6. Avatar
    sjl1701

    Wonderful piece, Bruce. It’s the strategy that people in Minnesota used to counter the ballot issue to ban gay marriage and then get it into Minnesota law. The gay group had people get to know others on a one to one basis and use those relationships to then talk about the marriage issue. It work wonderfully. This was done back in 2016. There is a documentary on it called; “How Love Won”.

  7. Avatar
    Karen the rock whisperer

    It might be somewhat of a self-protective human visceral reaction to feel, wait, they want to do WHAT with WHOM? The way many people have a visceral reaction to the sight of lots of blood. (I took once took my husband to Urgent Care to get his fierce road rash cleaned up after a bicycle accident, my stomach betrayed me, and I had to leave the room.) We are complicated critters with lots of reactions to things, that don’t necessarily make sense.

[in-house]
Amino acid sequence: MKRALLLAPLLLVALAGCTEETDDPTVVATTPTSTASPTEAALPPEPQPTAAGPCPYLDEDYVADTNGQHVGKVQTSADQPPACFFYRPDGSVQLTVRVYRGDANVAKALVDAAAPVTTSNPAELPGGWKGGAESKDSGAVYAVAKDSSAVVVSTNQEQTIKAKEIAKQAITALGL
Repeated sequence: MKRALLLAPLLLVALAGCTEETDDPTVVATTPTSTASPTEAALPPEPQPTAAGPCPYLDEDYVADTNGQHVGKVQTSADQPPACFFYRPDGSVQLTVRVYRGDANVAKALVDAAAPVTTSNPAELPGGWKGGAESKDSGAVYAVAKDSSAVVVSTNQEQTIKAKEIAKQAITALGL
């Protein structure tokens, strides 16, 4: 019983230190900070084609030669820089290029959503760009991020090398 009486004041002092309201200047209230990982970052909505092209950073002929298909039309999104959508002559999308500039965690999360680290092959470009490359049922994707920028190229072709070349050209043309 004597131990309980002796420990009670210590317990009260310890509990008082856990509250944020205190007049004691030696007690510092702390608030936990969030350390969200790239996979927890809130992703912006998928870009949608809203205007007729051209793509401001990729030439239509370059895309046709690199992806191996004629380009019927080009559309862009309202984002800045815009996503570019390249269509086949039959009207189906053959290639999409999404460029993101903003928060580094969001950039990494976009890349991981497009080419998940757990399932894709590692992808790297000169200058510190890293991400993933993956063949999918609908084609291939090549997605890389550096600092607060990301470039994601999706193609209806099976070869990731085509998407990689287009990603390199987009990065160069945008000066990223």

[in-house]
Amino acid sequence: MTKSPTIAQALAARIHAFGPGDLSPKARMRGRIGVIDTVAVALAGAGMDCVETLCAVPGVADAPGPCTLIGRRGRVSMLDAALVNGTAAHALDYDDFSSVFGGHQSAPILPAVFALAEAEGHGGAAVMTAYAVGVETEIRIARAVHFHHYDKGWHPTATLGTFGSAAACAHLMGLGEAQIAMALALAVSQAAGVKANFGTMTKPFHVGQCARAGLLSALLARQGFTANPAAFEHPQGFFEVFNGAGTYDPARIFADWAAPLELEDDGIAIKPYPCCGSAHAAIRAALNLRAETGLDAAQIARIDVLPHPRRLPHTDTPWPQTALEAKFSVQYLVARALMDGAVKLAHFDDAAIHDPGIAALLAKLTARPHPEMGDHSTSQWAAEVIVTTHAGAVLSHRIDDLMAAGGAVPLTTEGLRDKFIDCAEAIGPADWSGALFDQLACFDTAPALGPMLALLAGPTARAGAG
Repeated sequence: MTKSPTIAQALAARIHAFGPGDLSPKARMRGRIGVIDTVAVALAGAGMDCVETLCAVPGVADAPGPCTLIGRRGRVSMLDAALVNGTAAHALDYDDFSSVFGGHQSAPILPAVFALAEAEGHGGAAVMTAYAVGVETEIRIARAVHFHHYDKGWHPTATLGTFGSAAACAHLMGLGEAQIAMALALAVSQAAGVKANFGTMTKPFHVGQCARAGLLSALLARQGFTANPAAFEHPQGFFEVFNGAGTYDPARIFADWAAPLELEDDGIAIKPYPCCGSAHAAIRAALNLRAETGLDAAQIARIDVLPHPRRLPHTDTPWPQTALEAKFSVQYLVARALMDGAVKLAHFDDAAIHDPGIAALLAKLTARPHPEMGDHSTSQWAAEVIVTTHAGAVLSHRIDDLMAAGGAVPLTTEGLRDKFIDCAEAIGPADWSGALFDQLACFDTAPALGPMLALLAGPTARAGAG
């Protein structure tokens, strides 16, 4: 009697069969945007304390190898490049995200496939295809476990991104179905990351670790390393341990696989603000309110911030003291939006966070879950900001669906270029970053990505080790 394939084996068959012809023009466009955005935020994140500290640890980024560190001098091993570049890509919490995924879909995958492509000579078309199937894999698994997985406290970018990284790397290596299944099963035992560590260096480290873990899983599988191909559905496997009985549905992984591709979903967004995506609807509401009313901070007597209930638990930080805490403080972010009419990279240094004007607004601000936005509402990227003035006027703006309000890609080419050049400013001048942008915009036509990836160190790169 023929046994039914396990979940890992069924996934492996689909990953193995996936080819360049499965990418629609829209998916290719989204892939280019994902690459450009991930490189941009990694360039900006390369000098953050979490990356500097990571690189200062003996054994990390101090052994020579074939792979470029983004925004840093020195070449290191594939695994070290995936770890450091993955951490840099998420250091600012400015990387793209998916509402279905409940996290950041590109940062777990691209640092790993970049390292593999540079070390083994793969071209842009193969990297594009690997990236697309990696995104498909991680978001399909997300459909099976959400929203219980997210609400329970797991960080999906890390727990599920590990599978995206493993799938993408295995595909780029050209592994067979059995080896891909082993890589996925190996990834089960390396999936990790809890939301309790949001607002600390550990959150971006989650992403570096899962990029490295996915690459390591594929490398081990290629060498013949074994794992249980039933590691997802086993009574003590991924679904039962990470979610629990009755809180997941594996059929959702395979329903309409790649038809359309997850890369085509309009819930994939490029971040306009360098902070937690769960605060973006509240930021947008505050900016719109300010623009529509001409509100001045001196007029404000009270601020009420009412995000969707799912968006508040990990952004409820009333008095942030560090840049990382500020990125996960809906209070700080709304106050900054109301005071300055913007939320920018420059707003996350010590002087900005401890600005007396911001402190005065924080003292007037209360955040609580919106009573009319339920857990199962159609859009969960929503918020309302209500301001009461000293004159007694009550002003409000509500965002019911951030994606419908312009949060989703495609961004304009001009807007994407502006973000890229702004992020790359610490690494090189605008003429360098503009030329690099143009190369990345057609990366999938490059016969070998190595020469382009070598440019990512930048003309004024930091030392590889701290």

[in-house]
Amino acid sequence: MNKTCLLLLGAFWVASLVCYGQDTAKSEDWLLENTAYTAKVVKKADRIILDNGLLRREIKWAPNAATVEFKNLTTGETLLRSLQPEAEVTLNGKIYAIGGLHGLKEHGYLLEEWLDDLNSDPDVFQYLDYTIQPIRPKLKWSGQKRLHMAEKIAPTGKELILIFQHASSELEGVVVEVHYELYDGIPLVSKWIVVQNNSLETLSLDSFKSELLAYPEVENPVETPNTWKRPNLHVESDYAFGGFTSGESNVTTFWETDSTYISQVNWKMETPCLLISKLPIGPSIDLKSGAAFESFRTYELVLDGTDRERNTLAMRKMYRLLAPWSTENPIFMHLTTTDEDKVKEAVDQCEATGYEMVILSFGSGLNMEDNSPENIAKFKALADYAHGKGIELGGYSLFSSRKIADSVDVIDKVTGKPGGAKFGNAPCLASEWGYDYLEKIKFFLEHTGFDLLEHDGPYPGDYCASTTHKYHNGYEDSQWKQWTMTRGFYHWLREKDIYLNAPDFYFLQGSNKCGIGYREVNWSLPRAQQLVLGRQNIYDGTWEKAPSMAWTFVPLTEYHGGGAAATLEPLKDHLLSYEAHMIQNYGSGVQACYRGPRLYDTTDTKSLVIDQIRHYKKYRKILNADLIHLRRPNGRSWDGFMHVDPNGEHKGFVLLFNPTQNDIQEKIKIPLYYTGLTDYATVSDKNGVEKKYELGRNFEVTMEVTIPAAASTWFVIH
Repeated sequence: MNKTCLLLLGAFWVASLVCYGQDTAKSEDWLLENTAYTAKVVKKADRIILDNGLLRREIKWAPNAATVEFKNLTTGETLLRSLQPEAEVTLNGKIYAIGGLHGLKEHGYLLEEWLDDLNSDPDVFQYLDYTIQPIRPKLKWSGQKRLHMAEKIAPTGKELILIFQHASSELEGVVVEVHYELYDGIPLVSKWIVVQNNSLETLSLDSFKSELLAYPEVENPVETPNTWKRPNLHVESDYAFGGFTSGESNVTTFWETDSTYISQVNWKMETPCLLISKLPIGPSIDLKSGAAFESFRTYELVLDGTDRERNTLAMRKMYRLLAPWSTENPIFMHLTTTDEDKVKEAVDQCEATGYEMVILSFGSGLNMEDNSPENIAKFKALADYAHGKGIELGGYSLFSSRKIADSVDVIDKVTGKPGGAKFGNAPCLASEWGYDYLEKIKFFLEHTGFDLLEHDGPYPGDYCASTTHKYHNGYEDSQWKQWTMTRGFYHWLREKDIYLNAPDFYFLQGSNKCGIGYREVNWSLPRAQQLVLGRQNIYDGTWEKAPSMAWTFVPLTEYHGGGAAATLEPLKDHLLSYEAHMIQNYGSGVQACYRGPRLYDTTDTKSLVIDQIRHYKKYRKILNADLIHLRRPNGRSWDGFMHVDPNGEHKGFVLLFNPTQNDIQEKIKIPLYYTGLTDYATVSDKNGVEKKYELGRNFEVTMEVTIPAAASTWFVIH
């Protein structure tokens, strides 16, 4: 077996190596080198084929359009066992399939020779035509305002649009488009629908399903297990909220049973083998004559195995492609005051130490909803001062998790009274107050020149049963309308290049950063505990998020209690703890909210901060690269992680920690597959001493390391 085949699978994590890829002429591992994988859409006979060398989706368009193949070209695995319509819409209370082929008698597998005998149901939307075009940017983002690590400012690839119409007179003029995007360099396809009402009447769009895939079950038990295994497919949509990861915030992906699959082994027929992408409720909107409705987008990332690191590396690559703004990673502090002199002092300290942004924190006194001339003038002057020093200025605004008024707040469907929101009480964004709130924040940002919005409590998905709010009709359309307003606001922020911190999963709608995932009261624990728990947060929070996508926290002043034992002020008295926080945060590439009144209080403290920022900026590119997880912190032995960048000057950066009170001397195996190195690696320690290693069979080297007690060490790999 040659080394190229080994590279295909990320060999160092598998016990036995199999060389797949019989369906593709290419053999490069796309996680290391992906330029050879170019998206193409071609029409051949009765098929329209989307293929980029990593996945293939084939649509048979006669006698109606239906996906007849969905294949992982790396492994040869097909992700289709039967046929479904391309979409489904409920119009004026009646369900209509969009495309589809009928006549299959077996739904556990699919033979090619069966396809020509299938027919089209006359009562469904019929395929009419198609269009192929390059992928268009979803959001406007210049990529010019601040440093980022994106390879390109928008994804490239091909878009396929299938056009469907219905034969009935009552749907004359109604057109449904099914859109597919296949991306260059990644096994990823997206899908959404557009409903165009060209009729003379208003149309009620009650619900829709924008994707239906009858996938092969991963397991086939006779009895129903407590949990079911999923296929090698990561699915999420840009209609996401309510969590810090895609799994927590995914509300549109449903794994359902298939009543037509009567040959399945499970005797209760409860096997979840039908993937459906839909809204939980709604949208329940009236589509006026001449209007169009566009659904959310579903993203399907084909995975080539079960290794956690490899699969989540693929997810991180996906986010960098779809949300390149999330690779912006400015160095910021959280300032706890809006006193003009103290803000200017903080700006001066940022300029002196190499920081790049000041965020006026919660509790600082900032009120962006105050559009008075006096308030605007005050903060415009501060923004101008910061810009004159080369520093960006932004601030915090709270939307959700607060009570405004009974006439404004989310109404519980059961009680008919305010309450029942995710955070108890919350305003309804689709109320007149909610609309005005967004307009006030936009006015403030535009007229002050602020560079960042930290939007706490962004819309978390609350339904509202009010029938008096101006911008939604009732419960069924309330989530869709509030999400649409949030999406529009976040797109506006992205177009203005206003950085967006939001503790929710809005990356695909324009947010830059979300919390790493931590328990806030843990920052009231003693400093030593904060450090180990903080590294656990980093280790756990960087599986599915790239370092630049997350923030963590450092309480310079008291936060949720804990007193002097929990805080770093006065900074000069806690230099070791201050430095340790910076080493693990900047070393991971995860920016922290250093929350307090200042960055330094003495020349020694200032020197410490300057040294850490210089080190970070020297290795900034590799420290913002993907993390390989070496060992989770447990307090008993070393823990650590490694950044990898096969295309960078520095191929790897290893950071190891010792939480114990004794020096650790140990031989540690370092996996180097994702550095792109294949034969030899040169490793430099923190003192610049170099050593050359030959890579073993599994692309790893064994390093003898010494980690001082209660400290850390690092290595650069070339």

Healthy adults get over thinking that sex which doesn’t work for them is somehow gross. We take ourselves out of the room when our stomachs threaten to betray us at the sight of blood, and we know that the problem is us, not the blood. Likewise, we take ourselves out of any graphic conversation that makes us uncomfortable, without whining about it. We keep our noses out of other people’s business, and that absolutely includes what they do in their bedrooms. I am the daughter of very conservative parents who were uncomfortable at the thought of two men or two women having sex, but they would absolutely never have shared that perspective out of family. That would have been extremely impolite.